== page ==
National Rural Utilities Co-op. Finance Corp. v. Public Service Com'n of Indiana, 93S02-9003-EX-215

Citation552 N.E.2d 23
Case DateMarch 21, 1990
CourtSupreme Court of Indiana

Page 23

552 N.E.2d 23
Association, Inc., Office of the Utility Consumer Counselor,
City of Fort Wayne, Indiana, Public Service Company of
Indiana, Inc., Fruit Belt Electric Cooperative, Jay County
REMC, United REMC, Warren County REMC, Boone County REMC,
Kankakee Valley REMC, and United States of America on Behalf
of Its Rural Electrification Administration, Department of
Agriculture, Appellees.
UNITED STATES of America, Appellant,
No. 93S02-9003-EX-215.
Supreme Court of Indiana.
March 21, 1990.

Page 24

Thomas E. Kieper and Jan Helpert, Office of Utility Consumer Counselor, Indianapolis, for Office of Utility Consumer Counselor.

William M. Evans, Bose, McKinney & Evans, Indianapolis, for Kankakee Valley REMC.

Leo Clifford, Clifford, Clauden & Alea, Valparaiso, for appellee.

Alan Kornberg, Milbank, Tweed, Hadley & McCloy, New York City, Fred E. Schlegel, Michael J. Huston, Mary M. Stanley, Baker & Daniels, Citizens Action Coalition, Indianapolis, Dennis Eicher, Vice President, Power Systems Engineering, Ham Lake, Mich., James R. McClarnon, Michael B. Cracraft, Hackman, McClarnon & McTurnan, and Thomas D. Titsworth, Bamberger & Feibleman, Indianapolis, for appellant.

Linley E. Pearson, Atty. Gen., for appellee.

John Coldren, Coldren & Frantz, Portland, Albert Ernst and Jon R. Robinson, Dykema, Gossett, Spencer, Goodnow & Trigg, Lansing, Mich., for Fruit Belt Elec. Co-op., Warren County REMC, United REMC, Boone County REMC, and Jay County REMC.

Robert L. Thompson, P.C., Fort Wayne, for City of Fort Wayne, Ind.

Dujean C. Garrett, Greg K. Kimberlin, Public Service Co. of Indiana, Plainfield, and Jerry P. Belknap, Barnes & Thornburg, Indianapolis, for Public Service Co. of Indiana.

Don F. Morton and Carol Sparks, Parr, Richely, Obremskey & Morton, and Wabash Valley Power Ass'n, Inc., Indianapolis, for Wabash Valley Power Ass'n, Inc.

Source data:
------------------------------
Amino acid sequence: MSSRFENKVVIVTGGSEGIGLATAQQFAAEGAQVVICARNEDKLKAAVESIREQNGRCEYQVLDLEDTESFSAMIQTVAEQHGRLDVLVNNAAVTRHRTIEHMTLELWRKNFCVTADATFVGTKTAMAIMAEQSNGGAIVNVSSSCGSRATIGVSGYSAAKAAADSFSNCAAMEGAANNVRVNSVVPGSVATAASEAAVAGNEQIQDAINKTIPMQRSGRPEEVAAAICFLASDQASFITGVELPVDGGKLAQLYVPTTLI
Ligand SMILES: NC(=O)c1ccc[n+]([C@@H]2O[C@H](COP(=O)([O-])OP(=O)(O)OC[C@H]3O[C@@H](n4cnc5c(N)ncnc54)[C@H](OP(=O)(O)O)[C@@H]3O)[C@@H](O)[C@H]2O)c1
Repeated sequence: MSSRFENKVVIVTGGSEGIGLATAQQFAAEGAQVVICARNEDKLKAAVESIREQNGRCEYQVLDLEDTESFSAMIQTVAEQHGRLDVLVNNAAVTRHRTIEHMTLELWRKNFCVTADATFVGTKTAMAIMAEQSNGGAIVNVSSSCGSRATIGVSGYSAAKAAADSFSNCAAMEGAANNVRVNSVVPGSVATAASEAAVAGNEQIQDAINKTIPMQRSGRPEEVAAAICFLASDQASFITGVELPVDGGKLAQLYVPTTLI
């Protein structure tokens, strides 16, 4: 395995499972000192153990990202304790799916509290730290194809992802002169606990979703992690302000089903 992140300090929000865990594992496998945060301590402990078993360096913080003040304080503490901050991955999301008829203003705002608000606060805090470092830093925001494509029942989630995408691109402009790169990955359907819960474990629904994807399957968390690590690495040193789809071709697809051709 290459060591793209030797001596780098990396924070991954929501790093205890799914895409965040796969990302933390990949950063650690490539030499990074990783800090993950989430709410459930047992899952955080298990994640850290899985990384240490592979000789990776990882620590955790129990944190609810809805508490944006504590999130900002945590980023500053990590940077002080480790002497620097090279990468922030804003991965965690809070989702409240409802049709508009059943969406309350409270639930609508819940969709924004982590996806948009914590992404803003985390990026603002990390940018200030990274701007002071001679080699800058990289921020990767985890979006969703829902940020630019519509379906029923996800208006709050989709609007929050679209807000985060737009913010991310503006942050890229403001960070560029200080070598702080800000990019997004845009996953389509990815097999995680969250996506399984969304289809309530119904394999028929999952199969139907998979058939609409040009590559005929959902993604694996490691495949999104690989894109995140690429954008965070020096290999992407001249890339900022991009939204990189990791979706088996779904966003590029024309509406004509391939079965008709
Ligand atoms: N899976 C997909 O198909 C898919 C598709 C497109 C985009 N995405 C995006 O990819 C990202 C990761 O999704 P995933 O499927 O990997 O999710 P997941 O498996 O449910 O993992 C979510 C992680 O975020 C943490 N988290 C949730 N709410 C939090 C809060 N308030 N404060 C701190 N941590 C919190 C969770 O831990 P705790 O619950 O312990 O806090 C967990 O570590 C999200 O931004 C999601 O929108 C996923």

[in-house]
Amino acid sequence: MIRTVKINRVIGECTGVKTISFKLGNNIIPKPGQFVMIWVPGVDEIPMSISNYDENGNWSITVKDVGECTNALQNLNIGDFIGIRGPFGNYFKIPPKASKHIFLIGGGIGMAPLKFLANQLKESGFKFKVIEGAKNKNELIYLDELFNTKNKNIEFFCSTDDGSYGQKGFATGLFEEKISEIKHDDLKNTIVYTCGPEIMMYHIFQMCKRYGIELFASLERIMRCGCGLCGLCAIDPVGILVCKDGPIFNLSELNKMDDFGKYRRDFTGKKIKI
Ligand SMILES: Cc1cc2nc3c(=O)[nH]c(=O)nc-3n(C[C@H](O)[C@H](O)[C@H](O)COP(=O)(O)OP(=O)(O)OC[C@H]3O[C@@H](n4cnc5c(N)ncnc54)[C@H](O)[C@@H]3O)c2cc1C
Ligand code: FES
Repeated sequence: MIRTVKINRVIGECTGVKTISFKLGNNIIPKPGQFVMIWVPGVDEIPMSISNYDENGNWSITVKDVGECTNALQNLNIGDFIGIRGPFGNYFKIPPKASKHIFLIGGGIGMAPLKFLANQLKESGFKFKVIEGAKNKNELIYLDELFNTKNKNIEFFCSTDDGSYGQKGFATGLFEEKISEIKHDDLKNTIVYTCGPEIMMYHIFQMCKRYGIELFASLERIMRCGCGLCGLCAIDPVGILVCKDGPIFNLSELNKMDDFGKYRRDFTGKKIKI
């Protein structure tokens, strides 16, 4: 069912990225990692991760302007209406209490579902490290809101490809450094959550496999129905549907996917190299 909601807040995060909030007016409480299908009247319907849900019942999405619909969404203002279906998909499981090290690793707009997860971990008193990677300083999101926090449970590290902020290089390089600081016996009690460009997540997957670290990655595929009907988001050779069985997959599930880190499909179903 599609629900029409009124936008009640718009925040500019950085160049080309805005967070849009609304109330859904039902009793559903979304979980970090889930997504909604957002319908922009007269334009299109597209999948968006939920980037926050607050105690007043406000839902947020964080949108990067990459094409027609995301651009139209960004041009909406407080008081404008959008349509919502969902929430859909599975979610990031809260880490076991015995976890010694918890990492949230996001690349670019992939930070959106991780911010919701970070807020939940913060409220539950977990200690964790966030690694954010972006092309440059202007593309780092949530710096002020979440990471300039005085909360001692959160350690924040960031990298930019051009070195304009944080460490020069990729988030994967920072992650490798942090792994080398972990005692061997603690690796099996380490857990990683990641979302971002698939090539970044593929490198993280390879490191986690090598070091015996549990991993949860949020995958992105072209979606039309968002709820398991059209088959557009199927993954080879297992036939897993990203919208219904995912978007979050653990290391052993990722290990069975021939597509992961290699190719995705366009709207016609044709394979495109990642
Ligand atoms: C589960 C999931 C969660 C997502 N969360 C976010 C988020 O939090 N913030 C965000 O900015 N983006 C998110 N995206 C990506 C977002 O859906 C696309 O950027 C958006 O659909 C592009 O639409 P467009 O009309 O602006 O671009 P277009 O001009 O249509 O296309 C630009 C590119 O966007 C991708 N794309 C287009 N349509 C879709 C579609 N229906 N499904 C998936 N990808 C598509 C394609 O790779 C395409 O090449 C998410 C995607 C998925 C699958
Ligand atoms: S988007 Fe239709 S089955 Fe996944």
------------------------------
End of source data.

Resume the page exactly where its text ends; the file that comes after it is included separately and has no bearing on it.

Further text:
DeBRULER, Justice.

Appellants here are the Rural Electrification Administration of the United States government (REA) and National Rural Utilities Cooperative Finance Corporation (CFC), lenders who advanced funds to the Wabash Valley Power Association (Wabash) to be used toward the completion of the Marble Hill nuclear power generation plant, a joint enterprise Wabash had undertaken in conjunction with Public Service Company of Indiana. Following the abandonment of construction at Marble Hill, Wabash filed a petition with the Public Service Commission of Indiana (now the Indiana Regulatory Commission) for a fifty-one percent rate increase intended to generate funds to pay project-related debts. The commission dismissed Wabash's petition with prejudice, noting that under this Court's holding in Citizens Action Coalition v. Northern Indiana Public Service Co. (1985), Ind., 485 N.E.2d 610

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(NIPSCO ), 1 a utility may not recover sunk costs associated with the cancellation of a nuclear power project through a rate increase. The Court of Appeals affirmed the commission's decision, fully addressing the issues raised by REA and CFC in their appeal. National Rural Utils. Coop. Fin. Corp. v. Public Serv. Comm'n (1988), Ind.App., 528 N.E.2d 95. We grant the petitions for transfer and affirm pursuant to Indiana Rule of Appellate Procedure 11(B)(3). A brief summary of the resolution of the issues raised on appeal follows.

I. The commission acted within its jurisdiction when it entered its order since the order constituted neither an advisory opinion nor a declaratory judgment.


REA argued that because Wabash did not strongly support its petition for a rate increase, there was no case or controversy before the commission and that the resulting order was therefore merely an advisory opinion, which the commission had no jurisdiction to enter. Jurisdiction requires an actual, existing justiciable controversy between adverse parties. One aspect of adverseness is the propriety and ability of one of the parties to call upon the tribunal to adjudicate its cause. Because all rate increases must be approved by the commission, it had primary jurisdiction to hear the petition, and as the entity seeking the increase, Wabash was the proper party to invoke the commission's jurisdiction. The validity and desirability of the proposed rate increase, which would have had an immediate and substantial impact on Wabash, its ratepayers, and its creditors, was vigorously contested by adversarial, interested parties and intervenors. The commission's order was a ruling on a live case or controversy and not an advisory opinion.